15 September 2008

A Race Tale: Going Deep on Goals

Goals are a funny thing. They’re a great motivator – if, of course, you’re a goal-driven kind of person. Or they can depress you if you don’t reach them. Setting them is tricky, since you often have no idea where you’ll fall in the spectrum between way too easy and depressingly unreachable. (Not at all that different from the crap shoot of setting sales quotas that I’ve seen in my career, but I digress…) And what do you do when you do reach them?

I ponder this on the occasion of reaching one of my goals this weekend, a target 5 kilometer time. The event was the local Marlborough Police Chase (I tell you, the place was positively crawling’ with cops!). Hometown crowd, small field, plenty of friends (duly smiling in the pictures!), good beer and even a game of horseshoes afterward; in short, race or not, a good time. The course was custom-made for a fast time – literally, because we (our running club) set it up that way. Home course advantage, and that makes a difference in your race strategy. It’s on the most familiar turf in town, mostly on our local rail trail. Two miles of gentle uphill, the kind you can work without really slowing down, a short downhill screamer to shake the climb off, then a gradual downhill all the way home, carrying you over any late race fatigue. To me this is God’s Perfect 5K, since to me a 5K is a sprint, way too short, way too fast, and I’m way too old for that stuff. I need that late race gravity boost.

Though it was a small race (~130ish), an area school sent their entire boys & girls cross country teams, so there were a bunch of young speedsters to make it interesting. Sure enough, one took off out the gate, another youngster (not a schoolboy, but still a youngster) gave chase, and I hung in the considerable chase pack. By a mile in, one other schoolboy and I had broken from the chase pack and began a dance for 3rd place. At about two and a half, I figured it was now or never. At my age, you simply can’t let it go down to a finish line sprint with a 17-year-old. He’s going to kick your butt. You’ve got to play the psychology and experience and I-Know-This-Course cards. I put him away early, to stave off any finish line challenge.

At the final turn, a bystander gave me the ‘all clear, 30 yard lead, relax signal’. No way, dude, it’s not about that. We’re in personal record territory and smelling that goal. And it’s all downhill from here in this race, and perhaps starting next week in life, too, you never know. Go for it now.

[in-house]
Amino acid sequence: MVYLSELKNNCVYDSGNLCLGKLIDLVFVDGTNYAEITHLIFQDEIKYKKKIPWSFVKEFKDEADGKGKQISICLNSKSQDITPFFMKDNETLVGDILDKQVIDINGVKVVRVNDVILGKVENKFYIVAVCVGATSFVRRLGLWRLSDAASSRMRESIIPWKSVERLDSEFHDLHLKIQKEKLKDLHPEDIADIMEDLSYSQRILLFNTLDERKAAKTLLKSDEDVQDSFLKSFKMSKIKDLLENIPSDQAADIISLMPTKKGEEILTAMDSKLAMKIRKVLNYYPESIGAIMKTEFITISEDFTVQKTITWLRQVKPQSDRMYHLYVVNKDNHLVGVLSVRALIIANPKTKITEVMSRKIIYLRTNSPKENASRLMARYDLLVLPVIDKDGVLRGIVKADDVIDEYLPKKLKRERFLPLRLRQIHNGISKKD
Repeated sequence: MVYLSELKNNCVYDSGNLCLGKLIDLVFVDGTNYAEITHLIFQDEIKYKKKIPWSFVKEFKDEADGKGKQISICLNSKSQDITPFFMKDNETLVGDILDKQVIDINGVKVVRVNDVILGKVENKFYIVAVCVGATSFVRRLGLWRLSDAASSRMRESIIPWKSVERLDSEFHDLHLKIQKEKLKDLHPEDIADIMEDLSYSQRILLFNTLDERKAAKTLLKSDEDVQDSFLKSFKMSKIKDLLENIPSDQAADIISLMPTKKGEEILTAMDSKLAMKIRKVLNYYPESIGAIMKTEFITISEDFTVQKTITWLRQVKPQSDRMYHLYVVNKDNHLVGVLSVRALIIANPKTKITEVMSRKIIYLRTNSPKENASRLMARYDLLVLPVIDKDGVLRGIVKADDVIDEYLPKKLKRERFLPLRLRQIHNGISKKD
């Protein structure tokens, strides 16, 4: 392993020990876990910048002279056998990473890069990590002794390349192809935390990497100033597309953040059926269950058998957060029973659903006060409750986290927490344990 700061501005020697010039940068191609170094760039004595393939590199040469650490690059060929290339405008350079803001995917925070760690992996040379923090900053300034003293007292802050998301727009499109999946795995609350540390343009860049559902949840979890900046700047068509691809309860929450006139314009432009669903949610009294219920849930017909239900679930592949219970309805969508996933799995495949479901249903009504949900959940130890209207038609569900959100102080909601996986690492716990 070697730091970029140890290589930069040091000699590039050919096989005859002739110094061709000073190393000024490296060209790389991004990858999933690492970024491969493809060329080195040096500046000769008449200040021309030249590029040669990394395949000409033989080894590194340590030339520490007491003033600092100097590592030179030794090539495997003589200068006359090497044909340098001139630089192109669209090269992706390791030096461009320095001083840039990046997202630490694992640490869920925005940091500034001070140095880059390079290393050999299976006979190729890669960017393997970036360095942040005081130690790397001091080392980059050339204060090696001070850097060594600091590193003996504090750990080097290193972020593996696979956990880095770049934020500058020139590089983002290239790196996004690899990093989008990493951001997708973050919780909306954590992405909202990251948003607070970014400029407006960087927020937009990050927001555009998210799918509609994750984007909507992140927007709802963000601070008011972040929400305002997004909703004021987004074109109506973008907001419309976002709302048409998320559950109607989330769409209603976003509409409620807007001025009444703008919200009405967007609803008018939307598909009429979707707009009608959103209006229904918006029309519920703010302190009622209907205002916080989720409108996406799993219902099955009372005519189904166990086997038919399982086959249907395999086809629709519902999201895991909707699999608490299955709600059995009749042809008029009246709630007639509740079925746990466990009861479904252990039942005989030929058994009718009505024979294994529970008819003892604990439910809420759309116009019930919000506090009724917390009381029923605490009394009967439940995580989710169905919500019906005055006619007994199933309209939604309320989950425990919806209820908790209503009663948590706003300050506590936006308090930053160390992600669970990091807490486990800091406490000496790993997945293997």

Scream into the parking lot, dive down to the lower lot, hard left, push, push, over the line! The 3rd-place finish and masters’ win was sweet, but the time was sweeter, nearly a half-minute PR, and just below a full-minute boundary that had been my goal all year. (The exact time is irrelevant, but suffice to say it’s still two minutes slower than my best way back in the First Lap days. Speed is the first thing to go…)

So, now what? What’s the next goal? Another minute off a 5K? Seemingly unreachable. Is the next goal always the PR? With 50 just a few short years off, realistically, it can’t always be. Similarly, my goal for this year in the marathon was to break 3 hours. To my surprise, it happened early on at Boston, and again a few weeks later at Buffalo. So now with Wineglass approaching, what’s a reasonable goal? There are physical limits, somewhere, and we can’t let reaching them be the end of our competitive or even general running life.

Is running a microcosm of life? And what’s your goal in life? A 60” plasma TV? A Lexus (or fill in your favorite overpriced status-symbol vehicle)? Retire early with a pile in the bank, so long as it’s not invested in Fannie Mae or Lehman Brothers? Become the epitome of the Renaissance Man? Or peace, love, happiness, and a rousing chorus of Kumbaya?

George W. Bush would be no fan of me, since I’m not one to keep the economy going through purchases of major consumer goods (other than running shoes in bulk, of course). But I’ll gladly take the early retirement on the pot of gold. Chasing Renaissance status is kind of fun. And I tend toward the peace, love, and happiness, and perhaps some nice folk-acoustic music (we don’t have to go quite so far as Kumbaya, now, do we?). So why do I push for faster times, a game that must be nearing its zenith before the inevitable decline, just like that 60” plasma that will fail upon expiration of the overpriced extended warranty?

Is it because they’re there? (Sorry, Sir Edmund, a bit of a bastardization I’d say, ol’ chap.) Or maybe running is indeed a microcosm of life. Trophies and medals are our plasma screens and sport luxury vehicles. Some get them, some don’t, and they’re nice, but after a while they too will lose their luster. The memories count much more. Our pot of gold on which we retire is a healthy body that lasts longer. Our Renaissance status – always striving for a higher plane – are our racing and training goals. And our peace, love, and happiness are, hopefully, our state of mind knowing that fast or slow, we’ve done what we can for ourselves and had a good time.

So, goals make this fun. Goals make this a challenge. Goals can be anything we want them to be. I’m thick-minded enough that I’m not convinced I’ve hit that zenith yet, so I’ll still push for a little but faster. But when it’s obvious that’s over, I’ll think of something else.

Deep stuff, isn’t it? Now, lighten up, and go slice 15 seconds off your 5K.

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